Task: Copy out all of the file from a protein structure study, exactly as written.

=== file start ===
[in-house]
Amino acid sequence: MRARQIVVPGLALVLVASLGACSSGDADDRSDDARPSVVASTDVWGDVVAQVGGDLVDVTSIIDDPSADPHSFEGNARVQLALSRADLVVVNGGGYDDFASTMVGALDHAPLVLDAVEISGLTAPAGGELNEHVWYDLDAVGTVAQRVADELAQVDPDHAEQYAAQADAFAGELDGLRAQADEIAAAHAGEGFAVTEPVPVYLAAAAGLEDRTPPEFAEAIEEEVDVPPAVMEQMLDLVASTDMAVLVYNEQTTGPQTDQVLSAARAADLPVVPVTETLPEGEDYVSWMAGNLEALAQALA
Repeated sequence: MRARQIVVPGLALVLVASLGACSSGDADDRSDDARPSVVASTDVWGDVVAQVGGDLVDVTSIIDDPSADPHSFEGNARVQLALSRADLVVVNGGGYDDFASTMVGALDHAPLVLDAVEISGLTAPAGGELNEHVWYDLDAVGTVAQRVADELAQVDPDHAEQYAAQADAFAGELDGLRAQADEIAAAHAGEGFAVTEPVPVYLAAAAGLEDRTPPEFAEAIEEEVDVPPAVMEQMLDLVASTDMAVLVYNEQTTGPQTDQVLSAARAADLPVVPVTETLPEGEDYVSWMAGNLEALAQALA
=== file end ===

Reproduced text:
[in-house]
Amino acid sequence: MRARQIVVPGLALVLVASLGACSSGDADDRSDDARPSVVASTDVWGDVVAQVGGDLVDVTSIIDDPSADPHSFEGNARVQLALSRADLVVVNGGGYDDFASTMVGALDHAPLVLDAVEISGLTAPAGGELNEHVWYDLDAVGTVAQRVADELAQVDPDHAEQYAAQADAFAGELDGLRAQADEIAAAHAGEGFAVTEPVPVYLAAAAGLEDRTPPEFAEAIEEEVDVPPAVMEQMLDLVASTDMAVLVYNEQTTGPQTDQVLSAARAADLPVVPVTETLPEGEDYVSWMAGNLEALAQALA
Repeated sequence: MRARQIVVPGLALVLVASLGACSSGDADDRSDDARPSVVASTDVWGDVVAQVGGDLVDVTSIIDDPSADPHSFEGNARVQLALSRADLVVVNGGGYDDFASTMVGALDHAPLVLDAVEISGLTAPAGGELNEHVWYDLDAVGTVAQRVADELAQVDPDHAEQYAAQADAFAGELDGLRAQADEIAAAHAGEGFAVTEPVPVYLAAAAGLEDRTPPEFAEAIEEEVDVPPAVMEQMLDLVASTDMAVLVYNEQTTGPQTDQVLSAARAADLPVVPVTETLPEGEDYVSWMAGNLEALAQALA